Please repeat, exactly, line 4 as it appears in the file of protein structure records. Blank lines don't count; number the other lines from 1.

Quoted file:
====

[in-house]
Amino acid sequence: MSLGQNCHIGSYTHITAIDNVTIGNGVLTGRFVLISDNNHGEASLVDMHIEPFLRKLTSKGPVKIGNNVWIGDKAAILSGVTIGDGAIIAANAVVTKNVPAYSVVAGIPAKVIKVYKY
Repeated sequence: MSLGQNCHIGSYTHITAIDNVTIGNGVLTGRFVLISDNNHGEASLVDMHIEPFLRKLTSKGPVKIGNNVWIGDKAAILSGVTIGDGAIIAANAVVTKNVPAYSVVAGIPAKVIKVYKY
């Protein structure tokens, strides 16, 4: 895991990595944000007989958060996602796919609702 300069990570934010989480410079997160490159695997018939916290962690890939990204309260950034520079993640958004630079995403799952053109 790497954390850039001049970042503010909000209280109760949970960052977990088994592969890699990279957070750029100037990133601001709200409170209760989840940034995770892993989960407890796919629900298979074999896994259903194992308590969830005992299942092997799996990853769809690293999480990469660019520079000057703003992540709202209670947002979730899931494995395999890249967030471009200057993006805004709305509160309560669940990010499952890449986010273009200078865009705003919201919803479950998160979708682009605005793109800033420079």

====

């Protein structure tokens, strides 16, 4: 895991990595944000007989958060996602796919609702 300069990570934010989480410079997160490159695997018939916290962690890939990204309260950034520079993640958004630079995403799952053109 790497954390850039001049970042503010909000209280109760949970960052977990088994592969890699990279957070750029100037990133601001709200409170209760989840940034995770892993989960407890796919629900298979074999896994259903194992308590969830005992299942092997799996990853769809690293999480990469660019520079000057703003992540709202209670947002979730899931494995395999890249967030471009200057993006805004709305509160309560669940990010499952890449986010273009200078865009705003919201919803479950998160979708682009605005793109800033420079």